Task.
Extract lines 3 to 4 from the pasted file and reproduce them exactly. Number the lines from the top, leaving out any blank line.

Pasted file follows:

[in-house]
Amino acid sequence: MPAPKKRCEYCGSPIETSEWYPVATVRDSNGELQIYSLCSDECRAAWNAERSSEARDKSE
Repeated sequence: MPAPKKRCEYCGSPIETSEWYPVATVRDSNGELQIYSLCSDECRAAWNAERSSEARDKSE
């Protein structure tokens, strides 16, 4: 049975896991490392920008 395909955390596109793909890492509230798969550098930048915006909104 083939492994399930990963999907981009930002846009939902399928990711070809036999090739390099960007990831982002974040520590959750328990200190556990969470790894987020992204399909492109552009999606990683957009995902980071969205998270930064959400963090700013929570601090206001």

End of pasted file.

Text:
Repeated sequence: MPAPKKRCEYCGSPIETSEWYPVATVRDSNGELQIYSLCSDECRAAWNAERSSEARDKSE
């Protein structure tokens, strides 16, 4: 049975896991490392920008 395909955390596109793909890492509230798969550098930048915006909104 083939492994399930990963999907981009930002846009939902399928990711070809036999090739390099960007990831982002974040520590959750328990200190556990969470790894987020992204399909492109552009999606990683957009995902980071969205998270930064959400963090700013929570601090206001």